An activist New York hedge fund with 7.1 percent of Fort Lauderdale-based Citrix Systems’ shares has publicly requested a meeting with the Citrix board about an operational overhaul to slim down assets and fatten its stock price.
Elliott Management Corp. is a multi-strategy hedge fund with a significant and growing focus on technology. The fund, with $26 billion under management, also invests in real estate, corporate debt, commodities and other areas. Besides Citrix, its technology holdings include Juniper, where it owns 9.94 percent, Compuware, BMC and Riverbed.
Elliott is currently Citrix’s third-largest shareholder, behind Vanguard and Invesco, and its largest hedge fund investor.
In its public letter to Citrix’s board and CEO Mark Templeton, the hedge fund presented a multi-pronged plan. “We believe that Citrix can achieve a stock price of $90–$100+ per share by the end of 2016,” the letter said. “This outcome — which represents an increase in stockholder value of approximately 50 percent — is achievable because Citrix has leading technology franchises in attractive markets but has struggled operationally for years. As a result, today Citrix’s operations and product portfolio represent an opportunity for improvement of uniquely significant magnitude.”
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The stock closed up $4.50, or 6.8 percent, to $70.47 at the close of trading on the New York Stock Exchange on Thursday. With Thursday’s close, the stock is up about 10 percent over the past year.
Citrix, whose products include workplace virtualization software that lets users run software remotely, issued a statement Thursday afternoon: “Citrix has always maintained an ongoing dialogue with our shareholders, and we welcome their input. We will review Elliott’s suggestions and respond as we do with all shareholders who engage with us. The Citrix Board and management team continually evaluate ideas to drive shareholder value and are committed to acting in the best interests of all our shareholders.”
Elliott’s letter, signed by Senior Portfolio Manager Jesse Cohn, lays out what it calls the “New Citrix Operating Plan” that it says was formulated with the help of a team of operating partners “with proven experience turning around software companies.” It calls for, among other things, implementation of operational best practices in sales and marketing, R&D and its product portfolio, which it says is too broad and unfocused. For instance, the letter recommends selling CloudBridge, CloudPlatform and ByteMobile, as well as spinning off or selling the GoTo franchise and exploring a possible sale of NetScaler.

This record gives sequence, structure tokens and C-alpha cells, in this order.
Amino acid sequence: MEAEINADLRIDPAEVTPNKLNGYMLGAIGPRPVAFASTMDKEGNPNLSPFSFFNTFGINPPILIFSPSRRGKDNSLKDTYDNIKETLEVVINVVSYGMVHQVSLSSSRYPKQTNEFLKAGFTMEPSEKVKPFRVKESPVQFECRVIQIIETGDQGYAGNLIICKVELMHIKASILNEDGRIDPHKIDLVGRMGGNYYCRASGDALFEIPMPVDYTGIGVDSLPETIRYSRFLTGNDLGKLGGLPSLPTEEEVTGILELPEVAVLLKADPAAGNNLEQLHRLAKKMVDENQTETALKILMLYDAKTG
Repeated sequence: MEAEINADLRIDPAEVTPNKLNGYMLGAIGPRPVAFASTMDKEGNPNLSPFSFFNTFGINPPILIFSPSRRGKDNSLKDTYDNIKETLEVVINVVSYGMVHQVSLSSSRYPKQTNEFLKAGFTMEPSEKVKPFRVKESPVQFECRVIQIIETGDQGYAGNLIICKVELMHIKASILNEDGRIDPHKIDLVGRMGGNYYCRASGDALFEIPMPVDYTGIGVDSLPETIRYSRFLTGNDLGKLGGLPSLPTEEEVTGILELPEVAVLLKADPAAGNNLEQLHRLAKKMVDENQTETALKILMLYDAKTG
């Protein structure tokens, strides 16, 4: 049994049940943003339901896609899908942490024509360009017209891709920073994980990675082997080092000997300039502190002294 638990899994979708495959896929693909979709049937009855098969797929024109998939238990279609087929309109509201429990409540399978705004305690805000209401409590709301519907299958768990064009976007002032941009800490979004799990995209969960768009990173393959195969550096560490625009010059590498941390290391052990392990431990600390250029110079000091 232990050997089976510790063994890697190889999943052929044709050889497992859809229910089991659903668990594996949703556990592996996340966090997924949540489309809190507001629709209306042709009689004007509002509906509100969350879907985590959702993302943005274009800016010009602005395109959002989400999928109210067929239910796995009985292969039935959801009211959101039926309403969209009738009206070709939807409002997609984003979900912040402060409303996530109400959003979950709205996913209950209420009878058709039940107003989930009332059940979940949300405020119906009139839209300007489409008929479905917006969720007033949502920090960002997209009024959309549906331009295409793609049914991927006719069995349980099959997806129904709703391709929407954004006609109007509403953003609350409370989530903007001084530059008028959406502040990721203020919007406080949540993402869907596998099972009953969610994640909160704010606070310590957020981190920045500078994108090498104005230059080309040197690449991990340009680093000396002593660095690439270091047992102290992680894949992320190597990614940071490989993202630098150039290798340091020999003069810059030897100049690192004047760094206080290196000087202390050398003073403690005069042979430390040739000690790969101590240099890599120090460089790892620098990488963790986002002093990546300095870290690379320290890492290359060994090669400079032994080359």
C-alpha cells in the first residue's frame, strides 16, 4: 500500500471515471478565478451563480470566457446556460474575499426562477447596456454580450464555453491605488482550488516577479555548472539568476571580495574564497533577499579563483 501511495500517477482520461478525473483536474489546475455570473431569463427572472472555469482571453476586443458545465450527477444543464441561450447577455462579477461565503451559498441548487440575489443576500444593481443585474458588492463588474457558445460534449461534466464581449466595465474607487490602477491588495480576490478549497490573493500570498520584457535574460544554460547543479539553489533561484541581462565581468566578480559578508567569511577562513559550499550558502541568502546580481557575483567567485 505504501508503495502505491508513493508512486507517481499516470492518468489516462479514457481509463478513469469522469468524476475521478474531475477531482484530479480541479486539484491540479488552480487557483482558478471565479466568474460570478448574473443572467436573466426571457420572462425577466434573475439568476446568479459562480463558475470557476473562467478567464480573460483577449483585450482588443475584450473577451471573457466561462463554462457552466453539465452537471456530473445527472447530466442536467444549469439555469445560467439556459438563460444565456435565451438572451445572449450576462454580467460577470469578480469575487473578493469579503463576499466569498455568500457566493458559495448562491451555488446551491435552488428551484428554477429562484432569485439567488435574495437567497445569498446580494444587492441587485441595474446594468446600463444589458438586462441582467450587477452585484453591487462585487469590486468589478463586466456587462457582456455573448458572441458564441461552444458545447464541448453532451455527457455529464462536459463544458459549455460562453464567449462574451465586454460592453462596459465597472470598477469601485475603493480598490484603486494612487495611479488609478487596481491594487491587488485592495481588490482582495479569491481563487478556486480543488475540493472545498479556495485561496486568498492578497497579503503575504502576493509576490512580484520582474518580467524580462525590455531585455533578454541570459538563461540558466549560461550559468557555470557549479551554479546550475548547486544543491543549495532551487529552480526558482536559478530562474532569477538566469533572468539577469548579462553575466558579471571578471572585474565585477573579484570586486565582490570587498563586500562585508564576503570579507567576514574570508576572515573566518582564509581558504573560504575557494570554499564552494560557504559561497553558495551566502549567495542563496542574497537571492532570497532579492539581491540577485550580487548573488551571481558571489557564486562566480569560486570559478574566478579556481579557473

The letter also called for improved oversight: “A strong and capable Board that oversees and holds management accountable is critical,” the letter stated.
“We approach this opportunity with tremendous respect for the work Mark and the entire Citrix team have done to achieve technological leadership, particularly in the high-quality markets in which Citrix participates. ... Elliott is prepared to push for change directly, but the far better course is for Citrix to embrace this offer of cooperation and for us to proceed collaboratively, and quickly, together,” the letter said.
Analysts who watch Citrix have been mixed: Four have strong buy ratings, 12 show buy ratings, 16 say hold, three maintain an underperform rating and one is a sell, according to Yahoo Finance. Two, Goldman and Berenberg, recently downgraded the stock.
One analyst, Stifel, weighed in with a research note Thursday on the news of the letter: “In our opinion, it is a matter of when, not if, serious operational changes will be made at Citrix. The bigger question, in our minds, is whether or not the existing management team will be involved in the process. We remain buyers and raise our target price to $89.”
Elliott Management, founded in 1977, is led by Paul Elliott Singer. The fund has invested in Citrix on and off over the years and began accumulating a serious stake in the company in the past several months.
Citrix, founded in 1989, now has about 8,000 employees and offices around the world. The company announced layoffs of about 900 people in January.
Follow Nancy Dahlberg on Twitter @ndahlberg